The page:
At present there are eight Daihatsus for sale in Denmark. Let’s peer in the dirty side glass of one of them. Nothing if not exclusive, these cars.
By way of a little contrast, anyone wanting something more common can choose from 87 Ferraris, 33 Aston Martins, 621 Porsches or 48 Maseratis. People feeling insecure about the rarity of their Rolls-Royce can be assured that there are only nine of them on sale this week, making it almost as exclusive as a Daihatsu. Those numbers are probably reasonable guides to the relative scarcity of these cars.
Unfortunately for this article, none of the Daihatsu’s on offer are genuinely bad. Even the Cuore has its merits. Unlike many purportedly small vehicles, the Cuore genuinely is small. If you park one next to the current favourite in the Danish small car market, you see how truly vast those 1007’s/Aygo/C1’s really are. Most importantly, as Bristol owners will remind us, the Cuore is narrow as well as being short and not very high. That gives the car real manoeuvrability which the PCT trio lack.
The cheapest Daihatsu you can buy as a private customer is a 1999 Cuore for 10,000 kr which I am sure you could knock down to whatever you had in cash. More interesting than the car itself is the Danish custom of calling second cars “konebiler” which means “wife cars”. You’d expect a little more gender neutrality in Denmark, wouldn’t you? And you’d expect a little less of what academics call “heteronormativity” too.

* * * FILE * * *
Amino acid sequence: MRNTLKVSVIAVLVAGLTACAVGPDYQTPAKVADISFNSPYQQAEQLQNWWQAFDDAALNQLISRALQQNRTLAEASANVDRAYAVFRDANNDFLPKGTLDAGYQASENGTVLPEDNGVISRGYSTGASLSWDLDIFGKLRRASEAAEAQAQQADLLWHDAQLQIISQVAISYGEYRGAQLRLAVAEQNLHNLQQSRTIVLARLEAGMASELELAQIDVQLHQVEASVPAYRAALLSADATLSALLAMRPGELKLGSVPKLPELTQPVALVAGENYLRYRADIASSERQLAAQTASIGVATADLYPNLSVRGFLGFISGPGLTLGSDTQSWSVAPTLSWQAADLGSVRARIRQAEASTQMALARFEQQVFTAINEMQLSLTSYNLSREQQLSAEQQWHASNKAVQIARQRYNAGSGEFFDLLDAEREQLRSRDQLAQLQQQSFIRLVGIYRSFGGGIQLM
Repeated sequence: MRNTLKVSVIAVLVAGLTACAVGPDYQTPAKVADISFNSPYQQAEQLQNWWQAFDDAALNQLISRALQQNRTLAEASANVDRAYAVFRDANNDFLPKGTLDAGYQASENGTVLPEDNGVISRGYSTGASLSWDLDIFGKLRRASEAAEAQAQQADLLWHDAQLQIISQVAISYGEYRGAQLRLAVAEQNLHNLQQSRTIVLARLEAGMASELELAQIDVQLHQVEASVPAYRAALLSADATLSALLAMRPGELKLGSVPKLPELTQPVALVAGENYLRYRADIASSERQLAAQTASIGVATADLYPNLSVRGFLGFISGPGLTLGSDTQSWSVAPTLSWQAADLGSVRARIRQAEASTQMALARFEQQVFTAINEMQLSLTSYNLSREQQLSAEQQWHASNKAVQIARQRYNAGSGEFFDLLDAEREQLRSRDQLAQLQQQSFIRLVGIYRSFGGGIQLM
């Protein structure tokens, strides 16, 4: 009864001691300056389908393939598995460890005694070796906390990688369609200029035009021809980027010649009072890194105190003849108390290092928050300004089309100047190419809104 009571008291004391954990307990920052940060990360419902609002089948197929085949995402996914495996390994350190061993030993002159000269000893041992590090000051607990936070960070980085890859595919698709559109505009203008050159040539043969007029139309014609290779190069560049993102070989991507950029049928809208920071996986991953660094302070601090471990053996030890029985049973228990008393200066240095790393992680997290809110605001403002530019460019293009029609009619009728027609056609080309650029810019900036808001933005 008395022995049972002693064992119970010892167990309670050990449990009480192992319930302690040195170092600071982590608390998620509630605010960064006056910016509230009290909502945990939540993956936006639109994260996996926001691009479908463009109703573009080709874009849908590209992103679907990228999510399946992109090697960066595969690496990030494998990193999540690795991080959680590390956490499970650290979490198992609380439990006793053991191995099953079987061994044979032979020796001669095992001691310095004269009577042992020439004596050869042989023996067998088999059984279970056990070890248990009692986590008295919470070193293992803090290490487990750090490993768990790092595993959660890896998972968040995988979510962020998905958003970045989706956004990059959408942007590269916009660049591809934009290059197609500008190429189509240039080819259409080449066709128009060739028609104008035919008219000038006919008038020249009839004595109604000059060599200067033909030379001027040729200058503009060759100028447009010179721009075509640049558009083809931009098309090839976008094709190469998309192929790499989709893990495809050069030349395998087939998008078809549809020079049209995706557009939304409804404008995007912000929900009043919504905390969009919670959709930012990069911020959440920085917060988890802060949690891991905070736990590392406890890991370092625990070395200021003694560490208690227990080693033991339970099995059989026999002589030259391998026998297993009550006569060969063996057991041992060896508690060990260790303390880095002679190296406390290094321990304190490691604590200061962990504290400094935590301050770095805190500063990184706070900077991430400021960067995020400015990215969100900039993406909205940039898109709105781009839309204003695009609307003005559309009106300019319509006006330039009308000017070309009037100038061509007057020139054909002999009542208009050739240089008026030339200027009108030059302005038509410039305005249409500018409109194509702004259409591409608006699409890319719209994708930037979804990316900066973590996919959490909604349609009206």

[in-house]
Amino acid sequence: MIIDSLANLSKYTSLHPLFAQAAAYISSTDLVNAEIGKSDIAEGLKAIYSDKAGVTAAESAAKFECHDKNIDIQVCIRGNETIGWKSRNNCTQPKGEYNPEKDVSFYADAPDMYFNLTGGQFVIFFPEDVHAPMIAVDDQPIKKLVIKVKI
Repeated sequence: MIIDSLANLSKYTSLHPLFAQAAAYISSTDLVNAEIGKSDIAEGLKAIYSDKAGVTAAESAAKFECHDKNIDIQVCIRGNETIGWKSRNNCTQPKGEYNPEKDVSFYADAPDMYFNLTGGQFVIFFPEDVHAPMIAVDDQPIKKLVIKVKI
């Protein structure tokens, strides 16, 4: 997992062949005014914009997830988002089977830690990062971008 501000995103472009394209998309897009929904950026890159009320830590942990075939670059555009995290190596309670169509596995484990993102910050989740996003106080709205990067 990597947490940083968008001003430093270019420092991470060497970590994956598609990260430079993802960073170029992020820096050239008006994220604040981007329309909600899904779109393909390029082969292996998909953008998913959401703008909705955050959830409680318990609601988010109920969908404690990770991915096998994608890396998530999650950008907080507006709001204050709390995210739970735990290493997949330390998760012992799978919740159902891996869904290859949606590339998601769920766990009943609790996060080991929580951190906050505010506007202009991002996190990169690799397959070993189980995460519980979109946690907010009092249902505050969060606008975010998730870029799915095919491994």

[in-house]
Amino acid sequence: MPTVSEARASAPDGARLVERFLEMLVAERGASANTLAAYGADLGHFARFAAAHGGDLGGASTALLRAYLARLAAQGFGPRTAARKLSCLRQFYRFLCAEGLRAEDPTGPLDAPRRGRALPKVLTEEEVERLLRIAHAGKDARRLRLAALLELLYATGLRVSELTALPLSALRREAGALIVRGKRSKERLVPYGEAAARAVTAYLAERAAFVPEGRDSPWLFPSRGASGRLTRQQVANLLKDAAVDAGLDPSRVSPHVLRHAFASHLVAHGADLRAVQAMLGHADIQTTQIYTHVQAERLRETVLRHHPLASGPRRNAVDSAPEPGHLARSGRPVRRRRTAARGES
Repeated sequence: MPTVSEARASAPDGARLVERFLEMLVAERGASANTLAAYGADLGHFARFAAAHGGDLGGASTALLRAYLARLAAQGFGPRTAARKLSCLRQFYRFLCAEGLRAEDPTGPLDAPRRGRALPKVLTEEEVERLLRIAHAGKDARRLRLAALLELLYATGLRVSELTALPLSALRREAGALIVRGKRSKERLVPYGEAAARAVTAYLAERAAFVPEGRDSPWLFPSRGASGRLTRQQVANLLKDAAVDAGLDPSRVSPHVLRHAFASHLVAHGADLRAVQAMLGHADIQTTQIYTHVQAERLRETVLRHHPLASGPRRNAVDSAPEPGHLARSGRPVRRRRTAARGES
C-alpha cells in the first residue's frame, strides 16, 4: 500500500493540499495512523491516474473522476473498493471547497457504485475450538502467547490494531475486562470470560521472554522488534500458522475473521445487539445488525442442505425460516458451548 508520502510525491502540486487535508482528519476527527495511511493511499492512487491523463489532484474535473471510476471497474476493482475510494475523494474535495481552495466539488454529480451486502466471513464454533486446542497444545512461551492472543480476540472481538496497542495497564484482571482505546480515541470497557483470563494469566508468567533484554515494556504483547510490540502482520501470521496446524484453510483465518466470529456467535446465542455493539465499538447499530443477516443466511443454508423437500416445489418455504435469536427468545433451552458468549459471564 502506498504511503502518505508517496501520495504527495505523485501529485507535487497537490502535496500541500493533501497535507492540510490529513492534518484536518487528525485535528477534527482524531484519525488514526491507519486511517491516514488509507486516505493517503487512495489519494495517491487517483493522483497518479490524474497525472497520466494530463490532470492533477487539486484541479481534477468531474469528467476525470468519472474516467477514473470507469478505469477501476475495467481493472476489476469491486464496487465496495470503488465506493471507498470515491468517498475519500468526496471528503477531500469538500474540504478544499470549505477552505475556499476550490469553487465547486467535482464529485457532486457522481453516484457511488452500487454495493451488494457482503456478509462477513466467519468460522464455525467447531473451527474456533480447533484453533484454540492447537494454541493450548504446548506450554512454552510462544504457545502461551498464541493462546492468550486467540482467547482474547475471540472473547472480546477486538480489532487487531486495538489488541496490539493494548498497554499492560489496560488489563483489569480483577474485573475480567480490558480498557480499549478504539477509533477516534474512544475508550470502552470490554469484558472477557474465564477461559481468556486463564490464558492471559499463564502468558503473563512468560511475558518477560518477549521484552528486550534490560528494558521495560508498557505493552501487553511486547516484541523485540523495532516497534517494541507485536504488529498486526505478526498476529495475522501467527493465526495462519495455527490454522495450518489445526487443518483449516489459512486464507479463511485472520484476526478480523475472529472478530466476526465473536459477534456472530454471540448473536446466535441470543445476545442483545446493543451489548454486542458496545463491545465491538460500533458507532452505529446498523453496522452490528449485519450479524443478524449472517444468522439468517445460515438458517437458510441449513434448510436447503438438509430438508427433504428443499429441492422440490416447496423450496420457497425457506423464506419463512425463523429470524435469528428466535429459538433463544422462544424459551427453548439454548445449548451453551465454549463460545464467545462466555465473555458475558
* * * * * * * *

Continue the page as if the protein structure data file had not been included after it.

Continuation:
Outsiders tend to view Scandinavia as a homogenous lump of frozen north, draped in pickled herring and ironed flat by social equality. Closer inspection reveals variations from the simple picture. There are differences and Denmark is in some surprising ways more classically liberal than Sweden or Norway. That means the country has been leaning slightly but ever so consistently rightward in recent decades. It also means that there are sprinklings of Scandinavian macho in evidence. The “konebil” term is one of them. You never hear of a “dad car”. Dads don’t take much paternity leave compared to the Swedes. There are a lot of guys sporting beards and moustaches too, especially among the under 30’s.
If you take a closer look at the Cuore’s history you realise that the width which I discussed above is not an insignificant detail. It is the giveaway that the Cuore is a kei-car (like the Daihatsu Move). The 1999 Cuore here is the L500 series, launched in 1994 …. I will digress massively here. We blithely talk about the E32 BMW and W210 Mercedes and sometimes the B3 or B4 VW Passat. I notice people seldom talk about Daihatsu in these terms. So, I suggest that you memorise the series codes for the Cuore and guide the conversation around so that you can refer to them. They are: L55 (1980), L70 (1985), L200 (1990), L500 (1994 and that one will come up most so be sure to remember it). For bonus points, the Move was L600. And to continue this stream of digression, the 1998 Move (L600 or L900) was designed by Giugiario.
Not on sale at the moment is a Sirion 1 or a Daihatsu Copen. Daihatsu stopped marketing cars in the European market in 2013. The high value of the yen made it hard to sell the cars profitably. So, Daihatsu is not unlike Lancia, Saab and Rover, a brand of orphan cars.